e-Business Improving business performance through connectivity • Deploying new technologies in the value chain • Connecting business-to-business • Leveraging customer insights • e-Commerce • Marketing • Selling • Buying of products & services on the Internet • e-Environment • Consumer empowerment • Information management • Technology • Science • e-Health • Physician list publishing • Information awareness • e-Call center Today Tomorrow e-Environment: More than e-Commerce, e-Business & e-Health Source: Pharma 2003
Managed Competition • Consolidate or Cooperate • Physicians compete with hospitals for outpatient surgical • Independent contractors compete with hospitals for imaging services • Doctors compete with one another • Hospitals compete with doctors for out-patient AND inpatient dollars • Business model of filling beds is not a sustainable strategy • Risk is not going away
Ethical Issues • Funding overspecialization • Higher and higher income per patient bed filled does not work as patients and their insurers go elsewhere • As all hospitals attempt to build this model they bypass real opportunities to build a seamless integrated care system instead of a network of services • In this environment basic testing procedures, outpatient surgeries and fundamental primary care services missed in favor of big dollar items • Overbuilding bypasses the general populations needs using expensive resources and provides NO IMMEDATE PATIENT VALUE
Tales From The Crypt Sell It Give It . . . Give it with $$ Cancel It
Moral issues • It is estimated that lower income people have less access to preventive services and therefore a higher disease rate and more expensive chronic condition than do higher income level people. • Breaking this down by color and race there are disparities • Breaking it down by age children with insurance live longer • Breaking this down by high risk behavior African Americans have the highest rate of asthma and diabetes both related to weight. • African Americans have one third more abortions than other female populations and many of these abortions drive patients to additional services that could have been prevented.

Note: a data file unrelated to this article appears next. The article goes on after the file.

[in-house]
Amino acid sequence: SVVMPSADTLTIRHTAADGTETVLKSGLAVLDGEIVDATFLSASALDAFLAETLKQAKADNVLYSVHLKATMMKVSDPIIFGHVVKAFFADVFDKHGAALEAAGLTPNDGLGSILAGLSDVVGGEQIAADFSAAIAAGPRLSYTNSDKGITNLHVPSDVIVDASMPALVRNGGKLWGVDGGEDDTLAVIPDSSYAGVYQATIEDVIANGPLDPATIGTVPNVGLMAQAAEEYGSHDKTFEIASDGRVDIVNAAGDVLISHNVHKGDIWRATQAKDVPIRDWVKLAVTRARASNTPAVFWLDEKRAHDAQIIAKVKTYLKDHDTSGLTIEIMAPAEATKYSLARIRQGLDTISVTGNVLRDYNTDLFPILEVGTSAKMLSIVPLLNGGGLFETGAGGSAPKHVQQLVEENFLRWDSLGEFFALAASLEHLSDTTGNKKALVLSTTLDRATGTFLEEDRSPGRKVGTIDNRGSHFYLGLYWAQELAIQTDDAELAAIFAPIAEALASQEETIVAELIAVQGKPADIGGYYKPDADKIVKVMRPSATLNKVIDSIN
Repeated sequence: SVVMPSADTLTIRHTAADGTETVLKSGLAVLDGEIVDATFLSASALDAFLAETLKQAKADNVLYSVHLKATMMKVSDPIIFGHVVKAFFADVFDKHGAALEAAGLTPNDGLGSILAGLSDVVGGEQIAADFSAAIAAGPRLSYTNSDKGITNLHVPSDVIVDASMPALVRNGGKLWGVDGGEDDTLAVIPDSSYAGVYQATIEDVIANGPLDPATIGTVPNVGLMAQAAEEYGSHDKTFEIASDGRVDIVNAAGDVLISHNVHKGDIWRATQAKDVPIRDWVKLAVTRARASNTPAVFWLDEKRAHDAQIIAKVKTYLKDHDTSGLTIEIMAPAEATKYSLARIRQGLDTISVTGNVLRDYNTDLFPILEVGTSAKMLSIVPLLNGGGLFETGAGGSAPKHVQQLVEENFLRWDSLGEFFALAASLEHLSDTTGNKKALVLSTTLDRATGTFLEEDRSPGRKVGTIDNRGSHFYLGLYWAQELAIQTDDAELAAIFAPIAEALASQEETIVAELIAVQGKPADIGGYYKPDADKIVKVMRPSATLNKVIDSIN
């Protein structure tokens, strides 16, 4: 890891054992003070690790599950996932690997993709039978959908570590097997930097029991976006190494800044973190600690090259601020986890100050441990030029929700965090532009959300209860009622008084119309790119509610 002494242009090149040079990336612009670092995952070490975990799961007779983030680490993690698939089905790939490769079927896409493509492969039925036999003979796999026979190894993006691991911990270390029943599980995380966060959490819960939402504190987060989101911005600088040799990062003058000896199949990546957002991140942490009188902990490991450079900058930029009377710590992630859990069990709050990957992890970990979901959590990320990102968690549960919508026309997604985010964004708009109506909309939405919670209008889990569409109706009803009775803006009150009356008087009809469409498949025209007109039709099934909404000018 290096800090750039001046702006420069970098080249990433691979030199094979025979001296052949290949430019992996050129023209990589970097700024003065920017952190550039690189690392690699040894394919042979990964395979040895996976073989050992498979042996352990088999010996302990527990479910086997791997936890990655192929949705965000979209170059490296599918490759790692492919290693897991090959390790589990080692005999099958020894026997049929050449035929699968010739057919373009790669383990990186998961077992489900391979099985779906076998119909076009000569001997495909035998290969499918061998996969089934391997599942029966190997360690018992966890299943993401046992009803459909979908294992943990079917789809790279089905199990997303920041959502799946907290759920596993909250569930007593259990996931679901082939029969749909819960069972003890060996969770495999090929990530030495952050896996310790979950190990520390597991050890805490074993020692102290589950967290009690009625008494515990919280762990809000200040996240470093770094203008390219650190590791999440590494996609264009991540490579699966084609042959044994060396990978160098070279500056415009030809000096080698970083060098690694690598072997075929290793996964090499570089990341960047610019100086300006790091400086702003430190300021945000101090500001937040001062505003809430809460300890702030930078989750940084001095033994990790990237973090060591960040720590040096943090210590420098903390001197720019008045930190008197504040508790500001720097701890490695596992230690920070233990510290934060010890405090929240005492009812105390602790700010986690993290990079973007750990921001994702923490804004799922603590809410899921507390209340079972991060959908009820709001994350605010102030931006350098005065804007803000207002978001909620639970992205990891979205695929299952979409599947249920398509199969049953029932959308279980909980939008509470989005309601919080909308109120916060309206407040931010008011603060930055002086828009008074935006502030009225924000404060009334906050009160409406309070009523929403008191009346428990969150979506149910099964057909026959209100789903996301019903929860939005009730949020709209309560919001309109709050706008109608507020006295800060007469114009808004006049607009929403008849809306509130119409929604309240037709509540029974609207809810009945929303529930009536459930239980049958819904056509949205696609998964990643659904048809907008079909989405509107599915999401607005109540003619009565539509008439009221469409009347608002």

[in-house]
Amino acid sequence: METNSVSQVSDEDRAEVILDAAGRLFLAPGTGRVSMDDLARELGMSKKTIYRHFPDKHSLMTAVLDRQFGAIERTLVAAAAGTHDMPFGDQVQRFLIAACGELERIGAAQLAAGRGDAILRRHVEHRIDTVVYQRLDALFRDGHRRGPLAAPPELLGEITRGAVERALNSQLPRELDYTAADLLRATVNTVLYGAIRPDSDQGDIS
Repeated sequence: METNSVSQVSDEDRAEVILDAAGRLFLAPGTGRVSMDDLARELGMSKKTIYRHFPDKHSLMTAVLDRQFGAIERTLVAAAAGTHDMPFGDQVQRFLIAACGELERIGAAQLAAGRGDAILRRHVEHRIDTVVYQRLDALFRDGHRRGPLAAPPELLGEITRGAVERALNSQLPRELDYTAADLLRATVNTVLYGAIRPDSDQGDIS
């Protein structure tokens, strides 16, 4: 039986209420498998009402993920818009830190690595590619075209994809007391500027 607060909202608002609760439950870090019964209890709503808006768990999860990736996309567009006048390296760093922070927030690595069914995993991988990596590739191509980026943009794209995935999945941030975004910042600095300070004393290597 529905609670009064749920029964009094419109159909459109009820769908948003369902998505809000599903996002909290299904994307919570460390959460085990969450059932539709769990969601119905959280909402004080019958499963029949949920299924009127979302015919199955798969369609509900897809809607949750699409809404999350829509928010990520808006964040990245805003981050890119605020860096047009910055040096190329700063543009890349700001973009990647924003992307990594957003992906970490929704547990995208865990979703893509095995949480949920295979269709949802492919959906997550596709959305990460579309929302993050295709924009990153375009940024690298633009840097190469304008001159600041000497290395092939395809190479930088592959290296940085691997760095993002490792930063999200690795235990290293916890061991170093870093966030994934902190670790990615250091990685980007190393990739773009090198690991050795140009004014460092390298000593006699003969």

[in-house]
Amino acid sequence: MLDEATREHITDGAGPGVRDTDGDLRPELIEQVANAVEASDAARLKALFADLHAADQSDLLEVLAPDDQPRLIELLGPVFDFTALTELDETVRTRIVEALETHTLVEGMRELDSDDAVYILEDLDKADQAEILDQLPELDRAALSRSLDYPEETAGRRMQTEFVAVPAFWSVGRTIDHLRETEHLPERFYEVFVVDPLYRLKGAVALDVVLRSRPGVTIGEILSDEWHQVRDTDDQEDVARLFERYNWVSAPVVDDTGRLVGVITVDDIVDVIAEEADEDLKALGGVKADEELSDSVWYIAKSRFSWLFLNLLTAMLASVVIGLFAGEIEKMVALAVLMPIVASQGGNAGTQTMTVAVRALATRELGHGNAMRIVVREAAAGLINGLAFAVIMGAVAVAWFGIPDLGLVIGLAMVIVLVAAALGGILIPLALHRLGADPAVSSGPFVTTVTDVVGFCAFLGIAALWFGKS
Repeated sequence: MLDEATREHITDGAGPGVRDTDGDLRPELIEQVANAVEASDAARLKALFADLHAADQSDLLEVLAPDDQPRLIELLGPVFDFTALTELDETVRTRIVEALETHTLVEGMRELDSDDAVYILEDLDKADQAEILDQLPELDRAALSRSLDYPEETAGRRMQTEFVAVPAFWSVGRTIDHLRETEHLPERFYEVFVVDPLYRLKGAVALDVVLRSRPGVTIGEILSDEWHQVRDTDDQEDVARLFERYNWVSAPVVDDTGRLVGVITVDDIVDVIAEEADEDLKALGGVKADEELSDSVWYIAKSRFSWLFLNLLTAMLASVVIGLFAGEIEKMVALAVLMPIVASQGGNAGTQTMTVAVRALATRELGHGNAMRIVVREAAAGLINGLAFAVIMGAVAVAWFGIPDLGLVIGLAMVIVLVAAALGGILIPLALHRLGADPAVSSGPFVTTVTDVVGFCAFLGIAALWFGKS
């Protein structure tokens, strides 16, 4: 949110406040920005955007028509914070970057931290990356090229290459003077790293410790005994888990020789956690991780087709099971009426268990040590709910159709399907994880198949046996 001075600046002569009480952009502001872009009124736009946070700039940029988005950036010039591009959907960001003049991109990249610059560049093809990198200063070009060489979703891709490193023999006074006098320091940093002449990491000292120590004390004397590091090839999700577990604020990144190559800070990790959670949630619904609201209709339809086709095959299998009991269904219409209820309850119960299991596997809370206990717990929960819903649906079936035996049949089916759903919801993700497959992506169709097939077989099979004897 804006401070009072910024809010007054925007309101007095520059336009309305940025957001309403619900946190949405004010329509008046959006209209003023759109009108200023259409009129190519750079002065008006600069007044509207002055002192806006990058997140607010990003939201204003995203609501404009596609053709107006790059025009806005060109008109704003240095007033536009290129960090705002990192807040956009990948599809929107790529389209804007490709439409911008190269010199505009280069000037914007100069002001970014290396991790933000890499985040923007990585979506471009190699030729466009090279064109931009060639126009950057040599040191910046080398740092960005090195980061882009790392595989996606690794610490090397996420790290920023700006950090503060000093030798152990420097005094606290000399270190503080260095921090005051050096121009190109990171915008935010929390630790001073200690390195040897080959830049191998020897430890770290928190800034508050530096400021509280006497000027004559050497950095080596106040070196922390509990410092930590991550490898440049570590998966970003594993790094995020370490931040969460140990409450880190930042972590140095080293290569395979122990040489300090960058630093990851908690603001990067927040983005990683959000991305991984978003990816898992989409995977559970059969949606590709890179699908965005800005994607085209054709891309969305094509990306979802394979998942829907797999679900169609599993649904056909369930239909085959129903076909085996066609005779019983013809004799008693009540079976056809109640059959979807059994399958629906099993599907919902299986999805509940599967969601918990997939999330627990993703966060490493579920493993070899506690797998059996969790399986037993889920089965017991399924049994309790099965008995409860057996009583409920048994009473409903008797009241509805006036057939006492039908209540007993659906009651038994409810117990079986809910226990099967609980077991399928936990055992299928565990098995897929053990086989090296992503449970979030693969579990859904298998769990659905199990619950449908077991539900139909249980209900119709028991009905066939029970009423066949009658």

Solutions being discussed • Single Payer • Defined Contribution • Medicare competitive bidding • Socialized medicine • Mandatory employer coverage • Basic benefits , catastrophic reinsurance
So where is the future ? • Medical management being redefined..and not by us • Quality indicators going through a revision, not JACHO • PHO and IPA under scrutiny again, do we provide a community benefit? • Hospitals shedding their HMOs leaving lots of people unhappy and a bad taste in the employers mouth • Hospitals and their HMOs so powerful the FTC wants to know more • Direct contracting is in again( was it ever out but what is it) • How about a diagnosis driven severity adjusted global cap rate per person being paid to every doc • How about a single payor system starting with the largest public and employer.
The Mission IsMedical Management • Not fee schedule discounts • Not insurance claims management • Not fragmenting the delivery system • Not over the shoulder precertifications • Not creating a transitional state, that once managed care goes away, permits us to go back to the way we always have done things
The Mission Requires • Permanent change • Ability to manage risk of fixed price reimbursement • Create and follow a plan - your plan! • Capacity to see patients and guarantee access for other services • Competence to know what you want in the contract, and when to say NO! • A strategy to anticipate payors needs
Successful Extending of Life More Drug Therapy Innovation Computerized Applications The Evolution OfMedical Management Demographics Moving to 65+ Technology Simple Diagnosis Complex Patient Care Inpatient Facility Outpatient Ambulatory Care Based Treatment Home Treatment Options